Adobe has finally opened up the beta of Photoshop Express, the long-awaited online version of Adobe Photoshop. I’ve just finished running it through it’s paces and I am impressed.
Photoshop express requires registration to use. You get access to the online editing tool and a relatively meager 2 GB of space for photos at a custom URL which you can organize into a slick public gallery and slideshows. It won’t replace dedicated photo sharing like Flickr (no comments, limited interaction) but for casual users just being able to share a few albums and slideshows may be enough. By default, photos you upload to the service are private until you move them into your public gallery.
The interface should be immediately familiar to anyone who has used Adobe Lightroom. The default view of your photos mimics Lightroom’s browse mode and even includes the ability to rate and caption your uploads. Unfortunately it does not support RAW editing. That would have been killer.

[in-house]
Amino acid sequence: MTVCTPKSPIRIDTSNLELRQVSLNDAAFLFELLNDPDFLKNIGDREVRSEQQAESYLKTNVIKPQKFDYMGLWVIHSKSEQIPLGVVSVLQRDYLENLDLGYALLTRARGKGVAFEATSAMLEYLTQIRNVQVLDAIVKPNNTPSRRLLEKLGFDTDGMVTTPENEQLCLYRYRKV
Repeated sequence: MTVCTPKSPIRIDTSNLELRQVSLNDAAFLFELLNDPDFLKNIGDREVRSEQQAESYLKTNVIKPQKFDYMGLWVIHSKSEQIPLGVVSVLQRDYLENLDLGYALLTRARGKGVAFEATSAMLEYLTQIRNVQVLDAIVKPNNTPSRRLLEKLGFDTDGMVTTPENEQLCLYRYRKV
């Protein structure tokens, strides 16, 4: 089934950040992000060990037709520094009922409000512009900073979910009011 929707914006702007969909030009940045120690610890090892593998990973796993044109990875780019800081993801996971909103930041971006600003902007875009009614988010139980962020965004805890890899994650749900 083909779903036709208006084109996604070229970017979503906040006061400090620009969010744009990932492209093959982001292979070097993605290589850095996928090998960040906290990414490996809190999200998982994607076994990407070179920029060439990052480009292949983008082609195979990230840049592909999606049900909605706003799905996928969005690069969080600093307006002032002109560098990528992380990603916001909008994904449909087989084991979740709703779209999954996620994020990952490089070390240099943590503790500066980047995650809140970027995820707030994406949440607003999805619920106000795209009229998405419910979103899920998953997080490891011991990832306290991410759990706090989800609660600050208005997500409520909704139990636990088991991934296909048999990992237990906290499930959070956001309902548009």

Editing is also very much like Lightroom. Unlike Photoshop, it does not support layers, masking, or really any of the features that make Photoshop, well, Photoshop. It does provide easy, one-click access to the most used functions for everyday usage: cropping, red-eye removal, saturation, white balance, sharpening, etc. It also provides a version of the healing brush and highlight and fill light correction. Effects include black and white conversion, cutouts, color adjustments, sketch filter, and distortion.
Undo works similarly to Picasa where you can undo a specific effect or action. As you make changes, checkboxes appear next to the tool you used that allow you to toggle the change on or off. It’s not quite “undo” but it works well enough.
Adding photos to the service is easy. You can upload from your own computer or pull photos from your Facebook, Photobucket, or Picasa account. Flickr was conspicuously missing. Only JPG photos are supported.
Overall, Photoshop Express is an impressive and polished service. It is positioned to become the “gateway drug” to the entire family of Photoshop products. It won’t replace Photoshop, and it would have been more appropriate to name it Lightroom Express, but it does most things that casual users need. Only time will tell if it can succeed against competitors like Picnik and Picasa.
Related: Review of Picnik
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